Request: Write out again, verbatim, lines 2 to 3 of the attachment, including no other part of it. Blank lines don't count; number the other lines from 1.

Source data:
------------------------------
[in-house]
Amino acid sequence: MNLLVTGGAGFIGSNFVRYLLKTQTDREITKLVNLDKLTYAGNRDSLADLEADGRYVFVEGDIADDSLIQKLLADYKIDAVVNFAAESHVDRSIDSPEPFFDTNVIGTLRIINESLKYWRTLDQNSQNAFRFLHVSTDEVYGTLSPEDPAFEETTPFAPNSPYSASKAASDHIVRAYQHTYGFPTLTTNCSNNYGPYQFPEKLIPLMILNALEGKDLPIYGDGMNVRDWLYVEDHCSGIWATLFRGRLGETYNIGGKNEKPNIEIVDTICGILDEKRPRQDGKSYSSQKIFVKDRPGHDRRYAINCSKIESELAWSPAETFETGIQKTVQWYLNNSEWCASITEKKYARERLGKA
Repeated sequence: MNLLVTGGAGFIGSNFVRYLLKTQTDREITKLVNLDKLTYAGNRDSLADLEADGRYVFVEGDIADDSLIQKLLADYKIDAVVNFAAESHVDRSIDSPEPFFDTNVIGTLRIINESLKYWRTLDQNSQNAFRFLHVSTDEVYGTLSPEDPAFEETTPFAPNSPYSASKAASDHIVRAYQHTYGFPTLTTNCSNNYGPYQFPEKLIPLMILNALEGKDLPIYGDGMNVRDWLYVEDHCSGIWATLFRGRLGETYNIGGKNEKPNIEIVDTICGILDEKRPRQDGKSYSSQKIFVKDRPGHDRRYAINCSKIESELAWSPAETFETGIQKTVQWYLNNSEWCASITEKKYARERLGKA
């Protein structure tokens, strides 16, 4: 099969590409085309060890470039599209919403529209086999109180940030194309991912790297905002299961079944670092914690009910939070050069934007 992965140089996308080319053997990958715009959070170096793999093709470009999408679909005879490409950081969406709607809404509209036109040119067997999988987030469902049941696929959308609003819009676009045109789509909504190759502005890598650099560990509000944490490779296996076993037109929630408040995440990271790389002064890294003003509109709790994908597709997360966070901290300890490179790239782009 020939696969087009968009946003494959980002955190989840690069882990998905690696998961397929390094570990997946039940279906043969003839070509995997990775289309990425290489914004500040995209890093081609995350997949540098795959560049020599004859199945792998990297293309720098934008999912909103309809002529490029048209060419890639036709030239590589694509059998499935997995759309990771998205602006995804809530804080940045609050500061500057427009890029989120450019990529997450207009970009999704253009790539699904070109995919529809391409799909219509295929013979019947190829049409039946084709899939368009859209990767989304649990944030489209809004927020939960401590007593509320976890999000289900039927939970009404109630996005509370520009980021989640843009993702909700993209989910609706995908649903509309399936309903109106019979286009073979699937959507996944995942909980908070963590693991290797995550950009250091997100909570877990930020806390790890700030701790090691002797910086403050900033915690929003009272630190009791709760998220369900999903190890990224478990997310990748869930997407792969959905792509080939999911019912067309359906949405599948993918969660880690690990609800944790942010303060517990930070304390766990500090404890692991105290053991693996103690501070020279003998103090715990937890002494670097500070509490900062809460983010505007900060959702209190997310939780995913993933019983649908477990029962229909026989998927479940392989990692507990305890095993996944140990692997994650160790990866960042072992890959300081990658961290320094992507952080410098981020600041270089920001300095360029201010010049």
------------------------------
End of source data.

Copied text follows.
Amino acid sequence: MNLLVTGGAGFIGSNFVRYLLKTQTDREITKLVNLDKLTYAGNRDSLADLEADGRYVFVEGDIADDSLIQKLLADYKIDAVVNFAAESHVDRSIDSPEPFFDTNVIGTLRIINESLKYWRTLDQNSQNAFRFLHVSTDEVYGTLSPEDPAFEETTPFAPNSPYSASKAASDHIVRAYQHTYGFPTLTTNCSNNYGPYQFPEKLIPLMILNALEGKDLPIYGDGMNVRDWLYVEDHCSGIWATLFRGRLGETYNIGGKNEKPNIEIVDTICGILDEKRPRQDGKSYSSQKIFVKDRPGHDRRYAINCSKIESELAWSPAETFETGIQKTVQWYLNNSEWCASITEKKYARERLGKA
Repeated sequence: MNLLVTGGAGFIGSNFVRYLLKTQTDREITKLVNLDKLTYAGNRDSLADLEADGRYVFVEGDIADDSLIQKLLADYKIDAVVNFAAESHVDRSIDSPEPFFDTNVIGTLRIINESLKYWRTLDQNSQNAFRFLHVSTDEVYGTLSPEDPAFEETTPFAPNSPYSASKAASDHIVRAYQHTYGFPTLTTNCSNNYGPYQFPEKLIPLMILNALEGKDLPIYGDGMNVRDWLYVEDHCSGIWATLFRGRLGETYNIGGKNEKPNIEIVDTICGILDEKRPRQDGKSYSSQKIFVKDRPGHDRRYAINCSKIESELAWSPAETFETGIQKTVQWYLNNSEWCASITEKKYARERLGKA